Bienvenidos a Casa Limon. Yes, this old, not so attractive house is our home. Don't let the shabby exterior fool you, it is much nicer on the inside.
Many of the older houses in Mexico aren't only rich in history, but also very rich in folklore. (By that, I mean ghost stories!) And my house isn't the exception.
The owner's family has lived in this house since before my in-law's moved into the neighborhood almost 40 years ago. The parents, Don Fausto and Doña Chayo, made the best menudo in town. They also ran a small general store, where my hubby's upholstery shop is located.
Sadly, Don Fausto and Doña Chayo passed on. With their children in the States, the house sat unattended for years, until we rented it.
When we moved in, we placed what little furniture we had in our cozy living room. We had a loveseat and an ottoman that my hubby crafted himself. And of course, my favorite piece, a rocking chair. Not an old rocking chair, but a new, squeaky, wooden rocker that my mother-in-law bargained the price down to two rockers for 500 pesos. We gave her the other rocker. I digress.
My brothers-in-law enjoy telling ghost stories almost as much as they enjoy scaring me. They both loved telling me tall tales of the ghost of Doña Chayo lurking around in the kitchen and back patio.
Ghost stories don't scare me. (Mice, rats, insects and loud fireworks lit outside my door scare me!)
My grandmother always told me stories about a haunted house she lived in when my mom and uncles were teenagers. According to Gramm, ghosts are mischievous little spirits that love wreaking havoc, but ultimately behave when spoken to in a firm voice.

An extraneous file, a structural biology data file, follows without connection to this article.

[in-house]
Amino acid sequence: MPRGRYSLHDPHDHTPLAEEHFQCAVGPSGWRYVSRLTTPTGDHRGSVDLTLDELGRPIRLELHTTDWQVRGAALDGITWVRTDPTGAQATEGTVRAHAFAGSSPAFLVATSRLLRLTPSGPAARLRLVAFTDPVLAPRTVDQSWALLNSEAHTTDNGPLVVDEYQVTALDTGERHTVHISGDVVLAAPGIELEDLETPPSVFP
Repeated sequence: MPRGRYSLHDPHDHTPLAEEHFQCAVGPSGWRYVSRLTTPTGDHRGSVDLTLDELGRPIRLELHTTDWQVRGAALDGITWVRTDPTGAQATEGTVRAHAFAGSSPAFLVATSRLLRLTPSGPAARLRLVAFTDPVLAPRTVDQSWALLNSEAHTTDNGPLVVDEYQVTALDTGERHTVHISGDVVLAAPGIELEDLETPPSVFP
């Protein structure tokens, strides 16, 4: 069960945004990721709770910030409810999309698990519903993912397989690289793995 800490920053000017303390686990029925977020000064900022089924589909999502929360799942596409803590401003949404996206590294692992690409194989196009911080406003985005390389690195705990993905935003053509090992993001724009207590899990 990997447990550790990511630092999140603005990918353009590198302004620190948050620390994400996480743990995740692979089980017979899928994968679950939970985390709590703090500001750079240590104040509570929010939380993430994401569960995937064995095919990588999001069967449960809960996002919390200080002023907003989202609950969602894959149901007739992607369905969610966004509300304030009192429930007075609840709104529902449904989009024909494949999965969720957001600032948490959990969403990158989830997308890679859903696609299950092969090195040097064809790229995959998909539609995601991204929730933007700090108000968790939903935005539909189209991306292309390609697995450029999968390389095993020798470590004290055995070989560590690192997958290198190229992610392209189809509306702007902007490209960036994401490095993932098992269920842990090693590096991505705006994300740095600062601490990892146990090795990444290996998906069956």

One night, while laying in bed, my hubby and I heard a squeaking noise. It sounded as if someone was sitting in our rocking chair. But that was impossible, because the kids were asleep and we were in the bedroom.
Hubby got out of bed to investigate. It didn't take him long to get to the living room, its only 6 or 7 paces away. When Hubby got to the living room, the rocking chair was as still as a mountain. He checked on the kiddies to see if they weren't playing around, but they were sound asleep.
When Hubby returned to bed, we joked that it was probably Doña Chayo's ghost watching T.V.
The midnight squeaking persisted, and Hubby and I continued to jokingly blame it on Doña Chayo.
Then one day, the squeaking stopped. We had just purchased a three piece furniture set for the living room. There was no longer any room for the rocker, so we moved it to our bedroom, where it never squeaked again.
We had almost forgotten about the squeaking, when one of Doña Chayo's daughters came for a visit. She asked if we had experienced any paranormal activity. She told us the tale of "something" pushing the grandkids down the stairs in the back, unused part of the house. They all figured it was Doña Chayo's ghost trying to get her grandkids to behave.
We then told her the story of the squeaky rocking chair and how we joked that it was probably Doña Chayo. She let out a long sigh and agreed with us. She explained that Doña Chayo liked to sit in her rocking chair late at night, after a hard day's work to watch her novelas (Mexican soap operas).
Well...now that I know I have a ghost lurking around, I am extra careful walking down those stairs. And I gave away the rocking chair!